Sunday, August 5, 2012

Using A Teleconverter

Get extra reach with an affordable alternative to extreme tele lenses
By Mike Stensvold Published in Lenses
Teleconverters are great for macros from a distance, allowing you to get a close-up perspective on your subject without disturbing it. While there are trade-offs in performance, you do get the advantage of greatly extending your focal range without the extra weight, size and expense of a supertele lens.
Teleconverters are great for macros from a distance, allowing you to get a close-up perspective on your subject without disturbing it. While there are trade-offs in performance, you do get the advantage of greatly extending your focal range without the extra weight, size and expense of a supertele lens.
Supertelephoto lenses are really expensive, but worth it for those who can afford the cost, due to their superb optics and AF performance, and fast maximum apertures. But there's an accessory that can give those on a budget access to supertele "reach" at a much lower cost: the teleconverter.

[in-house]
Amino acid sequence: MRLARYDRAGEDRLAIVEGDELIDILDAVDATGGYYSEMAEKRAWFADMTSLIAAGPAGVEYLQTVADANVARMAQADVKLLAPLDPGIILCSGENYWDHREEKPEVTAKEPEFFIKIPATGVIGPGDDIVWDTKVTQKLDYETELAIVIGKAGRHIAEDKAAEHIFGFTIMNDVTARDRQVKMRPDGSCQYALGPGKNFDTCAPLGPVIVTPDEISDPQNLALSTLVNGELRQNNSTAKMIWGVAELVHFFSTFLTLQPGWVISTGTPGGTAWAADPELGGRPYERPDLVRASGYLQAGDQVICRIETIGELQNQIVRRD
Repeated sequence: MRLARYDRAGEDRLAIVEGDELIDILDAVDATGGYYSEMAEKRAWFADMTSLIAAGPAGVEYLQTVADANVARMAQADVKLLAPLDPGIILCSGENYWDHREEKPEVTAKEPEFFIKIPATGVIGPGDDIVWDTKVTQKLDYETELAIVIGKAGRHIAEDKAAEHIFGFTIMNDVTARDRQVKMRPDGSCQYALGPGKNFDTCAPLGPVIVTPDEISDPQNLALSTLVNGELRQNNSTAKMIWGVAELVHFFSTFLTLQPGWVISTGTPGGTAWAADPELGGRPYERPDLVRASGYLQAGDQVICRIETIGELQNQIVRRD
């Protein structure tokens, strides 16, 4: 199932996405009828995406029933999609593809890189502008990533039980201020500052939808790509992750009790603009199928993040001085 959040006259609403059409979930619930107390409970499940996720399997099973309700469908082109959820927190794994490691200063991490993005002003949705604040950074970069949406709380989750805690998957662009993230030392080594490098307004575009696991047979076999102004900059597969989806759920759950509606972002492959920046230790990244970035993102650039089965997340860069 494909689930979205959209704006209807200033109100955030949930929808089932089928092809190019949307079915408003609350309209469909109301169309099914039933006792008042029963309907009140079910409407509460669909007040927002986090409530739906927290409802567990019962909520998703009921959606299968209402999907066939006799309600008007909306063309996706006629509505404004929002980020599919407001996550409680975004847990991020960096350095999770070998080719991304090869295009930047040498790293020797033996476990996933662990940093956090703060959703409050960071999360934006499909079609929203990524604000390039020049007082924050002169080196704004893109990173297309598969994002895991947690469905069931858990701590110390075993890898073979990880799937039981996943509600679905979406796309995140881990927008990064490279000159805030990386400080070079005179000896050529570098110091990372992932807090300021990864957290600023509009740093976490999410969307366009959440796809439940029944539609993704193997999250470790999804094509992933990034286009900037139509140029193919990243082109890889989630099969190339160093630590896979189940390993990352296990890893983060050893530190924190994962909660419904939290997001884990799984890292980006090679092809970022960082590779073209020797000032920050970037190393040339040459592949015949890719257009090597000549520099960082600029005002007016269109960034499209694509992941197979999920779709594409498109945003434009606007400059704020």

PROS AND CONS

A teleconverter (or tele-extender) is a short tube that fits between the lens and camera body, and increases the focal length of the lens. Converters come in 1.4x, 1.7x, 2x and even 3x strengths. Attach a 2x converter to a 300mm lens, and you have a 600mm lens. But where the pro 600mm lenses cost upward of $10,000, good 2x converters can be had for under $500.

As an added bonus, adding a teleconverter doesn't change the lens' minimum focusing distance. If you add a 2x converter to a 300mm lens that focuses down to five feet, you get a 600mm lens that focuses down to five feet—close enough to produce a half-life-size magnification at the image plane and good for popular macro subjects, like butterflies and flowers. This is especially nice when you consider that those incredibly expensive 600mm pro lenses won't focus closer than about 15 feet.

Pro-Optic 2x Converter
Converters do have their drawbacks, of course. For one thing, they reduce the light transmitted to the image sensor (and SLR viewfinder) by 1 stop for a 1.4x converter, by 1.5 stops for a 1.7x, by 2 stops for a 2x and by 3 stops for a 3x converter. Built-in TTL metering automatically will compensate for this, but it means you'll be shooting at a slower shutter speed or a higher ISO setting when you use a converter. With the amazing high-ISO performance of today's DSLRs, this isn't the problem it was with film.

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